HC Deb 13 July 1938 vol 338 cc1294-6
3. Sir John Wardlaw-Milne

asked the Prime Minister whether his attention has been drawn to the official declaration by the Japanese spokesman in Shanghai that the Japanese Government intend to abolish extra-territorial rights in those portions of China which are in Japanese occupation; and whether he is in a position to make any statement on the matter?

Mr. Butler

The Japanese Government have informed His Majesty's Ambassador at Tokyo that they have investigated the facts and have ascertained that the statement of the Japanese spokesman was misunderstood. The Japanese Government have no intention of using the present situation in China as a pretext for denying the extra-territorial rights enjoyed by Great Britain and other Powers vis-á-vis China. They consider that this is a question which solely concerns the Powers and China. All that the official spokesman meant to say was that, should individual foreigners contrive to endanger the safety of the Japanese forces or to impede the conduct of their military operations, these forces will naturally take the necessary against them.

Sir J. Wardlaw-Milne

In view of the fact that the Japanese Foreign Office have continually made statements of policy by means of so-called spokesmen, will the hon. Member do his best to make the answer he has given perfectly clear to all concerned in the trade in China?

Mr. Butler

I trust that full publicity will be given to the answer which I have given this afternoon.

Mr. Neil Maclean

Can the hon. Member inform the House why so much attention is being paid to a nation which has not yet declared war on China, but which is carrying on acts of banditry and brutality?

Mr. Butler

Attention is being paid to this matter because of the interest in it as expressed by hon. Members.

5. Mr. A. Henderson

asked the Prime Minister whether he is aware that opium is being distributed in China by Japanese employers to their Chinese employés in lieu of regular wages; and whether, as this constitutes a breach of the International Opium Convention, His Majesty's Government will co-operate with the United States Government in making representations to the Japanese Government on the matter?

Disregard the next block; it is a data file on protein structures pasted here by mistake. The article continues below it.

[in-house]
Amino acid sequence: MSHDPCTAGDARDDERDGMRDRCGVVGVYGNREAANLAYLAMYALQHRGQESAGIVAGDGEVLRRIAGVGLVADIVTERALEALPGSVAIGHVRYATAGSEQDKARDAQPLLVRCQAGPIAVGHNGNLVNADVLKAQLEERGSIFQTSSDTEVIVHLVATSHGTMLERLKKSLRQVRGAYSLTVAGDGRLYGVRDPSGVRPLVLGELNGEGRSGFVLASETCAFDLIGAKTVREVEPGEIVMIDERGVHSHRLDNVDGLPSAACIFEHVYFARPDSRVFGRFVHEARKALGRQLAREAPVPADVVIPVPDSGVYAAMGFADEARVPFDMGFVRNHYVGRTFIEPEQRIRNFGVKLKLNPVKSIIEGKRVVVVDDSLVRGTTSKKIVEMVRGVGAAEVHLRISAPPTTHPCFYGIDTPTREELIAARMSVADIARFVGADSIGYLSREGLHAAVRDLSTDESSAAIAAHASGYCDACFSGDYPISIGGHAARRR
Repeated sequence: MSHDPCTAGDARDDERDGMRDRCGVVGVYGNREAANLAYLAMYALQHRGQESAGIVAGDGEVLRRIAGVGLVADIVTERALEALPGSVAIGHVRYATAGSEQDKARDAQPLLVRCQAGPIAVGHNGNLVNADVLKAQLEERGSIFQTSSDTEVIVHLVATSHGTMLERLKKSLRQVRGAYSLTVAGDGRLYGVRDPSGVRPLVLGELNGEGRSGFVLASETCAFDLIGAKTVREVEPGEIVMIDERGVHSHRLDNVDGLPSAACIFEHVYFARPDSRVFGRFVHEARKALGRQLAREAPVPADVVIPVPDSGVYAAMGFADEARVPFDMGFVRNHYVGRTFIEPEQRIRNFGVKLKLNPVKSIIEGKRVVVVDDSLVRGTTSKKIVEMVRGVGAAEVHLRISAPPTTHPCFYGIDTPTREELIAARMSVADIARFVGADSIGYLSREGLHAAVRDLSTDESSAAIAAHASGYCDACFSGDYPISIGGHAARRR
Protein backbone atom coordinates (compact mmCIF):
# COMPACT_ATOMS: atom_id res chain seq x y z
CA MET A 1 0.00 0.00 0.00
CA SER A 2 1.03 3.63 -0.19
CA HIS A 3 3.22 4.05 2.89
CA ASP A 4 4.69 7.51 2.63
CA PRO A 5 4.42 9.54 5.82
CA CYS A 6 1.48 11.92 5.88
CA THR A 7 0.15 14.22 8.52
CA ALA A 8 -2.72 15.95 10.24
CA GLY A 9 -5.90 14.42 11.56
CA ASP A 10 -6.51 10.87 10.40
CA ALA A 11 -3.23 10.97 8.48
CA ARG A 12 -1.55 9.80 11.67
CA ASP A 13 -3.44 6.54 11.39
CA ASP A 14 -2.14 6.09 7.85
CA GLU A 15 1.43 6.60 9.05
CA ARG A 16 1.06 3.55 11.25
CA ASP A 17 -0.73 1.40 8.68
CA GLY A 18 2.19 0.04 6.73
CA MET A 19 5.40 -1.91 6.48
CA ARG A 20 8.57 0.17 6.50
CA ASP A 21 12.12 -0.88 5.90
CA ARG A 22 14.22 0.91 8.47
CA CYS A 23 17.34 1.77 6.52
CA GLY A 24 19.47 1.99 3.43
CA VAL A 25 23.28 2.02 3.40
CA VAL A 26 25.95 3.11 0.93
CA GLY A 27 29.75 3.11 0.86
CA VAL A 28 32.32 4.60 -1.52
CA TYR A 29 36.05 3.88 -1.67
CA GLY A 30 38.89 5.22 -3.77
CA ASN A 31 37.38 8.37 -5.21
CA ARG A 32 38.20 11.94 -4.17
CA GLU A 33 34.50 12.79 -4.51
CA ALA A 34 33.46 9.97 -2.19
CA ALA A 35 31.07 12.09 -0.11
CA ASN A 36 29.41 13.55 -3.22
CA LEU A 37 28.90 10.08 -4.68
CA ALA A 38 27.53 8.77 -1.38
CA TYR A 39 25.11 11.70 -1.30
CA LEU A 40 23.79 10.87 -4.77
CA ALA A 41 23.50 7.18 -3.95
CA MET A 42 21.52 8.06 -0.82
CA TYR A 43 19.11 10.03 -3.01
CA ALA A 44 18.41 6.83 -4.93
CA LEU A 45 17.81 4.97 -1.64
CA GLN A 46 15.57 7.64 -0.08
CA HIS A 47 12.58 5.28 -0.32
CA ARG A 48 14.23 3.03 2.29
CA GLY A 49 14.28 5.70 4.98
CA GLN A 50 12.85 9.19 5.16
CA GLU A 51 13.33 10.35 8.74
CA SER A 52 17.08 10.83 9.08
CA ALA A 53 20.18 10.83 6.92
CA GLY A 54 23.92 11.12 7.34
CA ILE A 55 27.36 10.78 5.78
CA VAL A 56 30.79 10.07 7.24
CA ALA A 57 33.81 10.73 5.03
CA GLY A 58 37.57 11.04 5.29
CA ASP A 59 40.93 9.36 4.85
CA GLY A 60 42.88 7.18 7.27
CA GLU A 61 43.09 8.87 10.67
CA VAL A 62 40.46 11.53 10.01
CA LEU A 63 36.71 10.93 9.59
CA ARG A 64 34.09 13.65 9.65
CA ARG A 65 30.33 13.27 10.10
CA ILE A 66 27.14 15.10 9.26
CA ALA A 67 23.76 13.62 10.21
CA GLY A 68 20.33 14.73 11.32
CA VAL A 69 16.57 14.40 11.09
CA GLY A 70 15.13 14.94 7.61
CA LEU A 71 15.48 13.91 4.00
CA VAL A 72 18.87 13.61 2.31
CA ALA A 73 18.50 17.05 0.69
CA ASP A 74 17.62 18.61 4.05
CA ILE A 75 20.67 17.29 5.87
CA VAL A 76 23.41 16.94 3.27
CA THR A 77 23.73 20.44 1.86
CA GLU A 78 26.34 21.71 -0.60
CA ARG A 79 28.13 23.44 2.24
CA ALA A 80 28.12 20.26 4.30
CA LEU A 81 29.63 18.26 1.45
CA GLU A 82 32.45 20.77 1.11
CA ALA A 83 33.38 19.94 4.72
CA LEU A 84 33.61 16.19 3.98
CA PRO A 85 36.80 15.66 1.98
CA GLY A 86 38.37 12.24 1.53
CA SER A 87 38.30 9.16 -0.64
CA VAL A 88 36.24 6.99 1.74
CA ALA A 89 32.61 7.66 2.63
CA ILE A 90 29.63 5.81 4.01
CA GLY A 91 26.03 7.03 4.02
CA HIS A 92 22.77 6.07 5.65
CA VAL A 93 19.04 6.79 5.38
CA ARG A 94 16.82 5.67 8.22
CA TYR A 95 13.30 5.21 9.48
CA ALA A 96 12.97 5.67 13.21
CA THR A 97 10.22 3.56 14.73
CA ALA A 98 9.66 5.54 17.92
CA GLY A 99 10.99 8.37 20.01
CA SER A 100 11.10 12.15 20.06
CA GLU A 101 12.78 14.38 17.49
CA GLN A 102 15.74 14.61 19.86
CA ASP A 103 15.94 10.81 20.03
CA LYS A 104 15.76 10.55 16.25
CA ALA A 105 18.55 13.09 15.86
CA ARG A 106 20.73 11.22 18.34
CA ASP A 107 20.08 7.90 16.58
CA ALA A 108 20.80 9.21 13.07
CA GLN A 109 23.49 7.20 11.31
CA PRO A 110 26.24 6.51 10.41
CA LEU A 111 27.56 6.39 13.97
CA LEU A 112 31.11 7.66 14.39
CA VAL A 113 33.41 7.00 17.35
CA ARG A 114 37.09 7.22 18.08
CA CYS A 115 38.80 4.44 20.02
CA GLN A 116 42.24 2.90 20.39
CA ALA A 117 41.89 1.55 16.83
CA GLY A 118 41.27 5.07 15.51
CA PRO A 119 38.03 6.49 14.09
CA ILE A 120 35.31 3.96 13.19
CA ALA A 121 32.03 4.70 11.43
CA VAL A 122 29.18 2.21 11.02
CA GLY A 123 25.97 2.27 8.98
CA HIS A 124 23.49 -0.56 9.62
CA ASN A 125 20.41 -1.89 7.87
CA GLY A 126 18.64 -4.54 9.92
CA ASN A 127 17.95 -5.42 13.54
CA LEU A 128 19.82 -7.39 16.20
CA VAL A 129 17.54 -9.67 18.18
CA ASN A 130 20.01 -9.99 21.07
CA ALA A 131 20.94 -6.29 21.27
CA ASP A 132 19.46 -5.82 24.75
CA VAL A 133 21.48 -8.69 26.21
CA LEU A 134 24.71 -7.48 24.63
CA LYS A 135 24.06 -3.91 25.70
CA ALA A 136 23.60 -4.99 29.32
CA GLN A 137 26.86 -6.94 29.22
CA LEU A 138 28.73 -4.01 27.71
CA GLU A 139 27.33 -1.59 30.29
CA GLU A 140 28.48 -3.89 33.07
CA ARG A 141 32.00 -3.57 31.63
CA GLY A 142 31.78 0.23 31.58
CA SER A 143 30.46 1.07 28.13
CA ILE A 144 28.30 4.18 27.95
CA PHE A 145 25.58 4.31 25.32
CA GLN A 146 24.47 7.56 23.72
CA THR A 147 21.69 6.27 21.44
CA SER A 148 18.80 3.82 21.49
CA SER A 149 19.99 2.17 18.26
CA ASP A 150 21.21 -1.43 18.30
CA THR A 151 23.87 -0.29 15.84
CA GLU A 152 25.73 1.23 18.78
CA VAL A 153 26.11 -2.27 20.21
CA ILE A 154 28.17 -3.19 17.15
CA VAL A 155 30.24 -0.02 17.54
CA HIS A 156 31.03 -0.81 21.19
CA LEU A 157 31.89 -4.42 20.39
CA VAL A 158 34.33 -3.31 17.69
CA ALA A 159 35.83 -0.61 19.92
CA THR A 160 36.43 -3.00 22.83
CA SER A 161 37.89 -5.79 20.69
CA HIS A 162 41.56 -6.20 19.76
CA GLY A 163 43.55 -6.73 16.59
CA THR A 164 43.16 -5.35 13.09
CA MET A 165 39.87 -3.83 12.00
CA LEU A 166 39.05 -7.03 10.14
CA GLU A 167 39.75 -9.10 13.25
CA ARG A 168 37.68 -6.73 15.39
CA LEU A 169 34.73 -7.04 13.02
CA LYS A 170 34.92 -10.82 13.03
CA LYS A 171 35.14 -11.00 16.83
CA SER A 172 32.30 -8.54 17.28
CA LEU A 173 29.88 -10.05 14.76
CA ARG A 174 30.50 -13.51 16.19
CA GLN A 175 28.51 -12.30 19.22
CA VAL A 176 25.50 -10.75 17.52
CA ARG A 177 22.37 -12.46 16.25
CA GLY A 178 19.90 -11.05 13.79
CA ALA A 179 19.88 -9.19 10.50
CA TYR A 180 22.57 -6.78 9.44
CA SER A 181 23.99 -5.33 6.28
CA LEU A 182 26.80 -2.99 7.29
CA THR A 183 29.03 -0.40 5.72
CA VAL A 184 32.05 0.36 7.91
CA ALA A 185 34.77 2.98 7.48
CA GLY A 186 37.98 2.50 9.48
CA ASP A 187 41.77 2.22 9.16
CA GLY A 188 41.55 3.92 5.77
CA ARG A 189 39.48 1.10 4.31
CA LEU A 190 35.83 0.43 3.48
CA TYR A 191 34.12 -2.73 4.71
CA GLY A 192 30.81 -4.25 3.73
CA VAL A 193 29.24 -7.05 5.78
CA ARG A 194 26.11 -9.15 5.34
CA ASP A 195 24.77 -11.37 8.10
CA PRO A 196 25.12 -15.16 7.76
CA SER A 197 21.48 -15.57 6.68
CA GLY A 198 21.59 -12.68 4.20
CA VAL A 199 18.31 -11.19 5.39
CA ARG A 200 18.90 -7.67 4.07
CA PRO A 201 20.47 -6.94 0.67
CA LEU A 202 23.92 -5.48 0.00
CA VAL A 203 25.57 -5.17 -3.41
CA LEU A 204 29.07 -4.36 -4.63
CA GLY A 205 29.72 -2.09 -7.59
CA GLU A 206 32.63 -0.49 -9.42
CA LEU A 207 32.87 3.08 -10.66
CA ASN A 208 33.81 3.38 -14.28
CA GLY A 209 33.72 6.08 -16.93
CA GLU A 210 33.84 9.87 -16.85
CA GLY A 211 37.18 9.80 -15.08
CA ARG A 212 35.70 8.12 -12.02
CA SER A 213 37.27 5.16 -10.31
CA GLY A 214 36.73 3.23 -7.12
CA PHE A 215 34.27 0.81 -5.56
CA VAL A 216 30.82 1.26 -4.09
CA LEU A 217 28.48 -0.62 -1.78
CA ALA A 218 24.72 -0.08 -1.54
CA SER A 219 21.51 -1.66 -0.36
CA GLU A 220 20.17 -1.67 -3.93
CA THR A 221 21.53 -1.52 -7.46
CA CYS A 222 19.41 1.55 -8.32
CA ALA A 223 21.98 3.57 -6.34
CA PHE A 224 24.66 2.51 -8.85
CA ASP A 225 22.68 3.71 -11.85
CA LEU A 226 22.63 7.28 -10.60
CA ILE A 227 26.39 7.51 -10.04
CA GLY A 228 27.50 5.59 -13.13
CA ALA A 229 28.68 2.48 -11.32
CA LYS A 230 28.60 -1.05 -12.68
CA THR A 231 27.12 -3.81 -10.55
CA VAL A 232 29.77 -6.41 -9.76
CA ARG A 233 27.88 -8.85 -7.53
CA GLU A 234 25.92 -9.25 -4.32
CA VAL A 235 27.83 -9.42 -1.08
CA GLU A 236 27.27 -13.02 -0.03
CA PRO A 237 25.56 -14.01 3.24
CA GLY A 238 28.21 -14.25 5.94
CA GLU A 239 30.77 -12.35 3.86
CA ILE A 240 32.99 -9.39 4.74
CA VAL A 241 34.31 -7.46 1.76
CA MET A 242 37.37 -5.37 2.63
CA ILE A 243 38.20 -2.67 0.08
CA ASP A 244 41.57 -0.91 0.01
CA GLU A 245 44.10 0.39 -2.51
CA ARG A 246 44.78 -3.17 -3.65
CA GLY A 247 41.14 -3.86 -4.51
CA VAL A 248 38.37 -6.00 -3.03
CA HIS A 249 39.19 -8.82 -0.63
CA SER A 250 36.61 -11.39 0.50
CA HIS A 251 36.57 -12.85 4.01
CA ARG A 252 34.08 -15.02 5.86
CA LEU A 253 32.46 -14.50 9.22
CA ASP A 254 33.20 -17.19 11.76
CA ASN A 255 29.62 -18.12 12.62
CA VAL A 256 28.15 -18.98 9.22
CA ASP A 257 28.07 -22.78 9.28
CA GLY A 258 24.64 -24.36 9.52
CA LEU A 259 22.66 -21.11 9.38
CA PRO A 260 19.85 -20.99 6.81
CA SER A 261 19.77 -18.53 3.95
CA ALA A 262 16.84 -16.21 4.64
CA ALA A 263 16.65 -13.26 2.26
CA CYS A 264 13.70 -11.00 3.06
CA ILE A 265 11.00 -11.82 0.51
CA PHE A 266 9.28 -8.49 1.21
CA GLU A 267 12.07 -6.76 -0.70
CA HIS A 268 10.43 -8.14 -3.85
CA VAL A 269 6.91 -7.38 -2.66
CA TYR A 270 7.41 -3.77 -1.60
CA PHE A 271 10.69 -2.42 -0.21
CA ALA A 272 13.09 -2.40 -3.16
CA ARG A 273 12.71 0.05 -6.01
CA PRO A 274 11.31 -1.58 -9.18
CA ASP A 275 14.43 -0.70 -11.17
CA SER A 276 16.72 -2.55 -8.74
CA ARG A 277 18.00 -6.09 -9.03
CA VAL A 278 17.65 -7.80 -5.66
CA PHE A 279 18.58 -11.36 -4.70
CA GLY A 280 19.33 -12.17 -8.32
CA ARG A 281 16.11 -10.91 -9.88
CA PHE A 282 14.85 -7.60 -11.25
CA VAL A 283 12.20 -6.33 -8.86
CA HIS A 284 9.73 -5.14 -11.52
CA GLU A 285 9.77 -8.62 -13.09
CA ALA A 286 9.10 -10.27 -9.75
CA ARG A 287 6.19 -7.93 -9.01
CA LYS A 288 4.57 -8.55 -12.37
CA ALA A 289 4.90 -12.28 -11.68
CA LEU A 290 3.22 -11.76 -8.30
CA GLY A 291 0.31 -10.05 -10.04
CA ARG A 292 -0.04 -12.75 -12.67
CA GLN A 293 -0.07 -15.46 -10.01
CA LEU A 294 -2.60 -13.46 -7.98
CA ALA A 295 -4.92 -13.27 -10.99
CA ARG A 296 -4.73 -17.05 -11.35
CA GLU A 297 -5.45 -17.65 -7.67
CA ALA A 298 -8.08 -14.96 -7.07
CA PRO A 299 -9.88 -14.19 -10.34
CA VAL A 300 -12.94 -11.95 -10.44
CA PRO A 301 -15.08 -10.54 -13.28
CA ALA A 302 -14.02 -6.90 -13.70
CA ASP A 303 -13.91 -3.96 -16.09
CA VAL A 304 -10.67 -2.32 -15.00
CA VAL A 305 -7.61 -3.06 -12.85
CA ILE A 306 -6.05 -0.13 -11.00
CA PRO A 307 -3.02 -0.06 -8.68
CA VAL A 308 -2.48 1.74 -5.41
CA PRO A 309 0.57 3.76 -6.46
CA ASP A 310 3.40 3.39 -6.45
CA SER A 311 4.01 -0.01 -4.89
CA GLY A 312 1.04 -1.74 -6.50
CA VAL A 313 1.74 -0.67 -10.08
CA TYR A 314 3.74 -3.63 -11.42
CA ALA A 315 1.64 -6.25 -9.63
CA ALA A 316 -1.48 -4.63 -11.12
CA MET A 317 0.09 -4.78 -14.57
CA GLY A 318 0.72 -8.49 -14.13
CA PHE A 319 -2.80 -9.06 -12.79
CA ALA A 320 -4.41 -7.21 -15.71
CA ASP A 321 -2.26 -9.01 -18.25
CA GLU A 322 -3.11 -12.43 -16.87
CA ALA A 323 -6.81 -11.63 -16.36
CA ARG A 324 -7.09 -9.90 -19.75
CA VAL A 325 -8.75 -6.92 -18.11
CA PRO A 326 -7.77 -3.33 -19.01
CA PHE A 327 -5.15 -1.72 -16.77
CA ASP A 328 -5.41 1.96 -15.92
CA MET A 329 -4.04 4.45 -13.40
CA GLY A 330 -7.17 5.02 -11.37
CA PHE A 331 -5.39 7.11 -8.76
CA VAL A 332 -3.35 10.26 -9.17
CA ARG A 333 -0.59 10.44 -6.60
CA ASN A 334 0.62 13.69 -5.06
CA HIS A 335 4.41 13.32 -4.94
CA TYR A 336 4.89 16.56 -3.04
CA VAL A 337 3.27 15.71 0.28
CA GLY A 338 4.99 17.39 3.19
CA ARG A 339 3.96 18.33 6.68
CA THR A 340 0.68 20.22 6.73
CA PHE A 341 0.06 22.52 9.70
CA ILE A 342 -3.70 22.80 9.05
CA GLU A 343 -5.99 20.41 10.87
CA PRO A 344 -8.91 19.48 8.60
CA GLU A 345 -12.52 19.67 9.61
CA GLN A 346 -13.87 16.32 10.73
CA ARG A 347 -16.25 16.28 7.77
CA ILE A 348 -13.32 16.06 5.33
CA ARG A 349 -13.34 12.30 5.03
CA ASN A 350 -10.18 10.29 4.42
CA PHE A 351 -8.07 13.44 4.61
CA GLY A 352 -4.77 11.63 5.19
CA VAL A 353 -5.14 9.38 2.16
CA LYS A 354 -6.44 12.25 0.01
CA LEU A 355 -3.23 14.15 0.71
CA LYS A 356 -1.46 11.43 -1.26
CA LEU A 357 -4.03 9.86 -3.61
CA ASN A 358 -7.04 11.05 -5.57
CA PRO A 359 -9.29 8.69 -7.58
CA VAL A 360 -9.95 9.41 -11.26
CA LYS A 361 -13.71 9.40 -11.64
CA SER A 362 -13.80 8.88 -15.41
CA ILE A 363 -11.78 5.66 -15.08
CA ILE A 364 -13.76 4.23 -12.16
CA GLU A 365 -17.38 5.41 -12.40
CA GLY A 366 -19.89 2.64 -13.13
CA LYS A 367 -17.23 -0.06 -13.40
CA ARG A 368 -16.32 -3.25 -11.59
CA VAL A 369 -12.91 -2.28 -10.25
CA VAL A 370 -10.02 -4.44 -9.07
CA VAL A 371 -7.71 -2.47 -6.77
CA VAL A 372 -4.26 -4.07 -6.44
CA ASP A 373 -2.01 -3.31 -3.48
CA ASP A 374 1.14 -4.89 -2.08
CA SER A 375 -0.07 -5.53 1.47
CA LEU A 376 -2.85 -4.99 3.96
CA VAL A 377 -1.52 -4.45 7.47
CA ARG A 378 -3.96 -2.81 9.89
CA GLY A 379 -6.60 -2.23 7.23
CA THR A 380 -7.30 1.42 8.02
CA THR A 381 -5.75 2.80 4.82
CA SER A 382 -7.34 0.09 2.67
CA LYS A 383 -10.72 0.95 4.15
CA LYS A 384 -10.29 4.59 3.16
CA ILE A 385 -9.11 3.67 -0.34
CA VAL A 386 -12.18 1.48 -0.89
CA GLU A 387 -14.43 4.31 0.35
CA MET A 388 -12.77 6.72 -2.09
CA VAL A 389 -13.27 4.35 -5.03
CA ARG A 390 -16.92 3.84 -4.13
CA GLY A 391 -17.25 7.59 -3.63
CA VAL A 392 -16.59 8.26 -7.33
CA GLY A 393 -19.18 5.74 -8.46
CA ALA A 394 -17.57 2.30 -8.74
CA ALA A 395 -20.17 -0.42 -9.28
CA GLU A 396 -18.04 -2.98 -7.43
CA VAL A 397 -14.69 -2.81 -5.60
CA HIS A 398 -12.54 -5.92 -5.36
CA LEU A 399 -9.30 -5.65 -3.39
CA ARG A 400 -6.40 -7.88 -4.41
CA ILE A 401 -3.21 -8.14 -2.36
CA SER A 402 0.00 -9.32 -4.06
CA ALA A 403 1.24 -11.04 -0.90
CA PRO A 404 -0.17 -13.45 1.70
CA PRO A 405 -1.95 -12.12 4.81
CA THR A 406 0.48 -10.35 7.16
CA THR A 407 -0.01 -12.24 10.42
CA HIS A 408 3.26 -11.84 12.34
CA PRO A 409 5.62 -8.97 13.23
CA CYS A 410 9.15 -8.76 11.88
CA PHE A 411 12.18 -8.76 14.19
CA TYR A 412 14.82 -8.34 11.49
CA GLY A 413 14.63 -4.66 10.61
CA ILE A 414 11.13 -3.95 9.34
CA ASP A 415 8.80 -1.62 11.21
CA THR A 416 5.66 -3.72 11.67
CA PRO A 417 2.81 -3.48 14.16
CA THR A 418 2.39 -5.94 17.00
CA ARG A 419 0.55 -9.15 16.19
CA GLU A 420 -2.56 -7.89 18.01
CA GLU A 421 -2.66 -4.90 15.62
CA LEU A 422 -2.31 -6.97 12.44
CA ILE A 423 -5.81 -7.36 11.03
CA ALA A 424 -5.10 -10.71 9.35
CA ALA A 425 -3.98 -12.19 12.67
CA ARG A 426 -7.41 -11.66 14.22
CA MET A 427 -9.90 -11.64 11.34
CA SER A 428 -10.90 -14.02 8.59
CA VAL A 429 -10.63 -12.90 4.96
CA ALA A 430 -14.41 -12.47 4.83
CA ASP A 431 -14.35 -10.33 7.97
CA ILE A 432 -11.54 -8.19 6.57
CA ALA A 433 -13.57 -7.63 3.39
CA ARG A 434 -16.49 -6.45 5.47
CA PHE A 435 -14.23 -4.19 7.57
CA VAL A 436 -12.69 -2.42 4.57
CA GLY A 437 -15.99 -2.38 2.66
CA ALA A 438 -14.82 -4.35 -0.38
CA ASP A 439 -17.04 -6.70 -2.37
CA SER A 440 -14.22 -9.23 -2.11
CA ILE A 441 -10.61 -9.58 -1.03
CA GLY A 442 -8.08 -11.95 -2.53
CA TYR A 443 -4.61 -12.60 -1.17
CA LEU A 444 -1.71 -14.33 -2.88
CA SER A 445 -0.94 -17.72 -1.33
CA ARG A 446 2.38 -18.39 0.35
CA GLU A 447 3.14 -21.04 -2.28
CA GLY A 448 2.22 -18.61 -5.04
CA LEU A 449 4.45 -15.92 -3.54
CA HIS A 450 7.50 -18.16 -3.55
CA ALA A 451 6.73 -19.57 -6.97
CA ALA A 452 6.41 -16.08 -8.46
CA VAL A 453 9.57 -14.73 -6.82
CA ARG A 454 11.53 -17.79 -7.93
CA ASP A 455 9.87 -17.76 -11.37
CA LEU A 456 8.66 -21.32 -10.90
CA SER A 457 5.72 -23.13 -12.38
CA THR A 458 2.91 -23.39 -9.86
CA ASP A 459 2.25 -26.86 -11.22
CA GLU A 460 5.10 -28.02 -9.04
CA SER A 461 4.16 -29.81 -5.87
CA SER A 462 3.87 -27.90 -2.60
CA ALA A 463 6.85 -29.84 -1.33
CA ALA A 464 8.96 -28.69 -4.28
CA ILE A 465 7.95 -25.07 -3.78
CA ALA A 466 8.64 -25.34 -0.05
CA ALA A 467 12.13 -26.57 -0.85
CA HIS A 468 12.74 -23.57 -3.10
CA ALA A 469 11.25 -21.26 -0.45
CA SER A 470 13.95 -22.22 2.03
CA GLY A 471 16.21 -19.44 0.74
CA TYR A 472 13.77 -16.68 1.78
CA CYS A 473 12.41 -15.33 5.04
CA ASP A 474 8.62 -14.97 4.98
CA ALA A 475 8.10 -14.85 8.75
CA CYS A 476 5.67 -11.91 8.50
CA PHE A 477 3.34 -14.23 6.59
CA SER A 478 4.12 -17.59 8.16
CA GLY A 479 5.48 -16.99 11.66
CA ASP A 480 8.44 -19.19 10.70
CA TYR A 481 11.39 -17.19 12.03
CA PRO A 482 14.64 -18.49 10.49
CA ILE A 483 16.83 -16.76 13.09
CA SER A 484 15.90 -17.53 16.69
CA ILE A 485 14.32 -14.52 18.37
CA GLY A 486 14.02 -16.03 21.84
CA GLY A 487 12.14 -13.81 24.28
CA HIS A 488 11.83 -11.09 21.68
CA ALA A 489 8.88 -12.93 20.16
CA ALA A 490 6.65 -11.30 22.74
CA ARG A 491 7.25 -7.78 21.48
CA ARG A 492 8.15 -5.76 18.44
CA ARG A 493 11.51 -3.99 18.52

Mr. Butler

My Noble Friend has no information to this effect, but if the hon. Member will communicate to me any report which has reached him, I will make inquiries.

Mr. Henderson

Is it not a fact that this allegation was made at Geneva at a recent meeting of the Commission, and does not the report of that Commission establish the fact that the very serious situation which now exists in China is the result of this widespread drug traffic? Will not the Government do something to deal with the situation?

Mr. Butler

I am aware of the serious position in regard to the drug traffic. On this particular instance we have no information. If the hon. Member will give me what information he has I will consider it.

Lieut.-Commander Fletcher

Has the hon. Member now had an opportunity of considering the recent proceedings at Geneva about this matter, and will he be prepared to make a statement upon it?

Mr. Butler

That is a much larger question that the one on the Paper.

Mr. Noel-Baker

In view of the fact that it is notorious that Japan is conducting the campaign by the use of drugs, will the hon. Member instruct His Majesty's agents in China and Japan to make a full report on the matter in order that the House may have full guidance?

Mr. Butler

His Majesty's consuls have been asked to make a report on this matter.

Mr. Leach

As so little information seems to reach the Foreign Office, may I ask what the Department is doing with its time?

9. Mr. Hannah

asked the Prime Minister whether his attention has been drawn to the embarrassment suffered by British trade in North China arising from the imposition of a new paper currency by the Japanese-controlled Federated Reserve Bank without any backing except a nominal credit of 100,000,000 yen in Japan, the export of which is prohibited, and that British merchants in North China are alarmed lest all currency in North China take the form of inconvertible notes with the effect of preventing British merchants from realising any of their assets; and what action he is taking to protect British trade in this respect?

Mr. Butler

Yes, Sir. Representations have already been made to the Japanese Government and His Majesty's Government are continuing to watch the situation closely.

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